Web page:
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Heath Brothers

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ENTERTAINMENT
February 11, 1994 | By Jack Lloyd, INQUIRER STAFF WRITER
When the Heath Brothers made their last public appearance in town a year ago, it was for their induction into the Philadelphia Music Alliance's Walk of Fame. When they return to their home town Saturday - for a concert at the University Museum - they can again demonstrate why they have taken on such elite status in the world of jazz. The quartet consists of saxophonist Jimmy Heath, bassist Percy Heath, drummer Albert Heath and guitarist Tony Purrone. Of this group, Jimmy and Percy probably are the best known among the jazz masses.
ENTERTAINMENT
June 17, 1996 | By Francis Davis, FOR THE INQUIRER
The Mellon PSFS Jazz Festival started Friday with an evening of brotherly bop by the Heaths - tenor saxophonist Jimmy, bassist Percy, and drummer Albert (or "Tootie," as he is better known). Augmented by guitarist Mark Elf, the Heath Brothers performed to a full house at the Clef Club, a few blocks from the South Philadelphia rowhouse where they grew up. The entertaining first set peaked early, with Jimmy seamlessly stitching together choruses on his own "Cloak and Dagger," an up-tempo romp that traversed the same harmonic territory as his old buddy John Coltrane's "Mr P.C. " (Heath quoted it twice, sounding a bit like a more cheerful Coltrane)
ENTERTAINMENT
June 19, 1987 | By Francis Davis, Special to The Inquirer
The stars come out tonight and shine for the next nine days. We're not talking astronomy; we're talking about the Mellon Jazz Festival, which begins with a concert tonight featuring trumpeter Wynton Marsalis and guitarist Stanley Jordan, and climaxes with one by pianist Herbie Hancock, singer Joe Williams and the Count Basie Orchestra on June 28. During the festival's run, singer Sarah Vaughan, pianist Chick Corea, drummer Max Roach, and tenor...
NEWS
October 17, 2006 | By Annette John-Hall INQUIRER STAFF WRITER
There is no historical marker erected at the house on 1927 Federal St., but there probably should be. Because it was there, in Percy and Arlethia Heath's South Philadelphia rowhouse, where jazz superstars mingled. Ellington. Basie. Bird. Diz. They'd all come to the Heath house after gigs at the old Earle Theatre at 11th and Market, and feast on Arlethia Heath's down-home cooking. Those visits were heaven for the Heath boys - Percy Jr.; James, or Jimmy; and Albert, nicknamed Tootie - musicians themselves.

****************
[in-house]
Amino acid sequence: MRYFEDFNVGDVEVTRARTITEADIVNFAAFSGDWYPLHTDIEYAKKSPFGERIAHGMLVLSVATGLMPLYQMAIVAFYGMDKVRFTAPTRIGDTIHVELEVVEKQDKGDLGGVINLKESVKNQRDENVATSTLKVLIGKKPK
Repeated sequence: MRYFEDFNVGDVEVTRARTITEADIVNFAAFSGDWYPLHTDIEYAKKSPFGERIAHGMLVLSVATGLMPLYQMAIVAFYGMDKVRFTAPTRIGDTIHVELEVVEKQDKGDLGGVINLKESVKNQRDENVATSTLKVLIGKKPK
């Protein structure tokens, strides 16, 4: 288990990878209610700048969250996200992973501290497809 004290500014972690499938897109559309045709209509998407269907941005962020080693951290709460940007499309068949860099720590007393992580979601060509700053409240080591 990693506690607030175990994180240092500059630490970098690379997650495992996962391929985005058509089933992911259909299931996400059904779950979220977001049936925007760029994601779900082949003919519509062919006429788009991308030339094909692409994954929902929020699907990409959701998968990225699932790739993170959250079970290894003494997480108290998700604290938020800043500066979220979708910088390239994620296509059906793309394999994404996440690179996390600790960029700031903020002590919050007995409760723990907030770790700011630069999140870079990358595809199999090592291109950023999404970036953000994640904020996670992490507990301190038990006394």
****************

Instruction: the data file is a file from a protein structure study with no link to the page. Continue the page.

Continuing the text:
NEWS
February 27, 2003 | By Acel Moore
This is black history month, and if you want a history lesson on jazz and rhythm and blues in this city - or in the nation, for that matter - the man to talk to is Sam Reed, South Philadelphian, saxophonist, side man, and house band leader. I and Reed grew up in the same neighborhood. I and his friends from the 'hood will always remember him as "Sammy the sax man. " As a boy I heard musicians like Reed taking lessons and practicing their scales every day. Many of them have since become legends of jazz.
ENTERTAINMENT
April 25, 1996 | By Tom Moon, INQUIRER MUSIC CRITIC
Saxophonist Grover Washington Jr. is the honoree, and fellow Philadelphia natives the Heath Brothers are among the headliners at a scaled-back Mellon PSFS Jazz Festival, to begin June 14. The schedule for the 10-day series, which was announced yesterday, includes events at venues new to the festival, among them Camden's Wiggins Park and the Avenue of the Arts' Clef Club and Arts Bank. However, a June 16 "Philly reunion" featuring Washington, Pieces of a Dream, Charles Fambrough, Trudy Pitts & Mr. C and others is the only concert at Penn's Landing, the site of two marathon showcases last year.
ENTERTAINMENT
April 7, 1987 | By JOSEPH P. BLAKE, Daily News Staff Writer
Susan Stamberg was host of National Public Radio's "All Things Considered" for 14 years before joining "Weekend Edition" in January. Stamberg says she hopes the show, a magazine radio program airing Sunday mornings from 9 to 11 on WHYY (91/FM), will become as familiar as a pot of coffee and as warm and cozy as an easy chair. "This is real different from any other broadcasting I've ever done," said Stamberg. "I do think it's breaking new ground. It's a kind of real relaxed informal thing.